Hammonasset Beach State Park Salt Marsh Restoration and Community Events

Hammonasset Beach State Park is a 936-acre ecological and recreational treasure located along the coast in Madison. With more than three million visitors every year, it is the most-visited park in the state. Birds that nest around the park in spring and summer include the Saltmarsh Sparrow, Piping Plover, and Purple Martin.

One essential habitat feature at Hammonasset is its salt marsh, an area of coastal wetland that is flooded and drained by salt water brought in by the tides. Salt marshes protect our coastline and coastal communities from increased flooding due to climate-related sea level rise and serve as an important habitat for native species.

Exciting news! Audubon has received funding to kickstart a major salt marsh restoration project at Hammonasset, beginning with planning and designing a living shoreline to help keep the coast healthy and resilient. Learn about the project by visiting our table during one of our Salt Marsh Days.

You’re Invited: Saturday "Salt Marsh Days"

Audubon Connecticut and Hammonasset’s Meigs Point Nature Center invite you to celebrate the park’s unique ecosystem and all its inhabitants at our Salt Marsh Days. Each day features a different theme, and includes presentations about native species, marsh visits to  learn about this incredibly valuable habitat, and educational activities for all ages! 

Salt Marsh Days are free to attend (and park entry is free to Connecticut residents). No registration is required. Events run throughout the day from 10 a.m. - 4 p.m.

For questions, please contact Meigs Point Nature Center at or call 203-245-8743.

Saturday, June 29 – Diamondback Terrapin Day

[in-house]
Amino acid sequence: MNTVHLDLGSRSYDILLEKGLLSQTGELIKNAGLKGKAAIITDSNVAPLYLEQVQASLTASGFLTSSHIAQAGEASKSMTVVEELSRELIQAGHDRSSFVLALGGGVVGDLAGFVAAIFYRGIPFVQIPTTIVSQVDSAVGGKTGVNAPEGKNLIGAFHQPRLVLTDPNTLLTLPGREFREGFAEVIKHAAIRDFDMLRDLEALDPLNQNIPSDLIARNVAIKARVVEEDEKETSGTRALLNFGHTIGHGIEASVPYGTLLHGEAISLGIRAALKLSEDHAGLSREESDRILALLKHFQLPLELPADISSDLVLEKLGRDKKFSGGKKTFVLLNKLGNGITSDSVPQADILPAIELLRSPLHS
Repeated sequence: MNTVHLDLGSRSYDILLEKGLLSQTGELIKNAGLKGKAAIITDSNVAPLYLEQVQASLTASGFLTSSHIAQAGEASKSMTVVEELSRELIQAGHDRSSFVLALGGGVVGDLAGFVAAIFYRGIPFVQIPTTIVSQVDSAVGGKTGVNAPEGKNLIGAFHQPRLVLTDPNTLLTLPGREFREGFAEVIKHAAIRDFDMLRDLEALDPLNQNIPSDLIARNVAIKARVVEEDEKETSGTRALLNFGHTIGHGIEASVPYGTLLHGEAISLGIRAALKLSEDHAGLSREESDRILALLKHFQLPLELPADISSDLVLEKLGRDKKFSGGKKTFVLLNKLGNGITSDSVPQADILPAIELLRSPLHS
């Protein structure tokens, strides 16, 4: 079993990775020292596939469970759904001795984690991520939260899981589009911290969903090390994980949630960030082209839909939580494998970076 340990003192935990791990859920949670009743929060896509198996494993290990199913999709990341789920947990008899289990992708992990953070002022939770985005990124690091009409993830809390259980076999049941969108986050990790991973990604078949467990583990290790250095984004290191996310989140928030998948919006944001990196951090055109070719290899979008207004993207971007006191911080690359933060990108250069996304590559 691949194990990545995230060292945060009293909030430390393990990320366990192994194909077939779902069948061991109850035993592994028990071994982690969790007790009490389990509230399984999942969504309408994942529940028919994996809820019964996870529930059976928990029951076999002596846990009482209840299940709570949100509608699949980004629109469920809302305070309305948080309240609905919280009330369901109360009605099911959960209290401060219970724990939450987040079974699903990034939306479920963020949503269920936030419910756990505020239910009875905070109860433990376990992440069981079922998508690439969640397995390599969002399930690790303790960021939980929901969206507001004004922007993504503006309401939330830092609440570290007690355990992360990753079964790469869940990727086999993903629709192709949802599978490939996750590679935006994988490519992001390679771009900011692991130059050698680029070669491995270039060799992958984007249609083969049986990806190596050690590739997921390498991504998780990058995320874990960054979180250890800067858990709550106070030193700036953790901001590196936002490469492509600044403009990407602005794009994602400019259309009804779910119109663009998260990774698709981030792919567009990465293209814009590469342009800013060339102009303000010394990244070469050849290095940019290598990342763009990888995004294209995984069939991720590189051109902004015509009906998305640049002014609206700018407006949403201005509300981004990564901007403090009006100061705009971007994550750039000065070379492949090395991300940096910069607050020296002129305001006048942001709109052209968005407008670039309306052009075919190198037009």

Diamondback Terrapin turtles depend on healthy marshes to for food . With salt marshes in decline, so are these incredible turtles. In 2015, the diamondback terrapin was listed as a state species of special concern under Connecticut's Endangered Species Act. Diamondback Terrapins are the only species of turtle in North America to spend their lives in brackish water (less salty than sea water). Details here.

Saturday, July 13 – Fish of the Marsh Day
The brackish marshes, coastal and riverine waters of Hammonasset provide valuable habitat for fish species. Forage fish like Atlantic Silversides can be found in the marshes at high tide, and the waters in and around the park are designated as Essential Fish Habitat for Pollock, Red Hake, and more. 

Saturday, July 27 – Birds of the Marsh Day
Birds of the Marsh Day will highlight unique stories like that of the Saltmarsh Sparrow, a native species that is declining by 9% per year. Hammonasset’s eastern shoreline has lost 27 acres of salt marsh since 1934, threatening the Saltmarsh Sparrow’s ability to nest and fledge young. Come learn about how Audubon’s upcoming restoration work could help protect the Saltmarsh Sparrow!

Saturday, August 10 – Plants of the Marsh Day
Learn the difference between invasive and native plants of the marsh, and how various types of vegetation survive (and thrive) when the marsh is flooded by saltwater tides. Salt marsh plants can provide essential habitat for birds and other species. The Saltmarsh Sparrow, for example, creates its nest out of marsh grasses and reeds, supported by stems along the sides.

How you can help, right now